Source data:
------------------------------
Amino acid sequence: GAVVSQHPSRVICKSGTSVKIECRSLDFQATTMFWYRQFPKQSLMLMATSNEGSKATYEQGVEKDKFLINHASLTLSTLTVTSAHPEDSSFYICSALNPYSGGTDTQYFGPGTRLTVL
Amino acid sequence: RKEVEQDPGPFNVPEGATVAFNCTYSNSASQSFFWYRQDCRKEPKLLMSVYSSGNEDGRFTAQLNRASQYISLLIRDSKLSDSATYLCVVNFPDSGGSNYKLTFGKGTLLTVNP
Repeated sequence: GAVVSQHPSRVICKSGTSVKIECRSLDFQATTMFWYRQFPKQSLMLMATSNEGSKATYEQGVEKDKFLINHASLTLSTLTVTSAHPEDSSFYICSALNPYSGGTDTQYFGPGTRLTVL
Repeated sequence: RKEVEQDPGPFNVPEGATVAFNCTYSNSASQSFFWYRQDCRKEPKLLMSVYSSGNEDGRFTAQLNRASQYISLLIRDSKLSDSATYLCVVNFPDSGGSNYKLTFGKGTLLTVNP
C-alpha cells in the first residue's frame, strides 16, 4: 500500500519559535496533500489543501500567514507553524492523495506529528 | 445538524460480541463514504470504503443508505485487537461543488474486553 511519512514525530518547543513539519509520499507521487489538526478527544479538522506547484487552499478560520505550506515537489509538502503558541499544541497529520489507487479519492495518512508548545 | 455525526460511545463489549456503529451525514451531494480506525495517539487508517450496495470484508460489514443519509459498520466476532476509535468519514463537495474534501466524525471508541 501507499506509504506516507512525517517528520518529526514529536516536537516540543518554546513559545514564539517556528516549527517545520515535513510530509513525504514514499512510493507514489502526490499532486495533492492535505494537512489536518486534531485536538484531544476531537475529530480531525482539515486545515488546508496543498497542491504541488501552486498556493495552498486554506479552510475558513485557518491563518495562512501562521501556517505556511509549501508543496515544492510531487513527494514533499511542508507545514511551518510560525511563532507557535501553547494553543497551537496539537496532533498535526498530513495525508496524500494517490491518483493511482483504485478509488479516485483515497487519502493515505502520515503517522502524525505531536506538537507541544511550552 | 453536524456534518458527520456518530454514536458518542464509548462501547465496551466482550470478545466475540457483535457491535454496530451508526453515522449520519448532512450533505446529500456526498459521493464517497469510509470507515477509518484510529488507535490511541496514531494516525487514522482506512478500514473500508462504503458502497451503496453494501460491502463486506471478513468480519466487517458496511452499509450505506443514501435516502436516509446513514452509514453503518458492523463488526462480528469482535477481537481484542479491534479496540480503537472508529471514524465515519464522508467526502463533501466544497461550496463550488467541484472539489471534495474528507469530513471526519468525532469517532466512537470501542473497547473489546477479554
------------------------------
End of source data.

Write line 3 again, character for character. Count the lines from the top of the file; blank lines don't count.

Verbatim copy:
Repeated sequence: GAVVSQHPSRVICKSGTSVKIECRSLDFQATTMFWYRQFPKQSLMLMATSNEGSKATYEQGVEKDKFLINHASLTLSTLTVTSAHPEDSSFYICSALNPYSGGTDTQYFGPGTRLTVL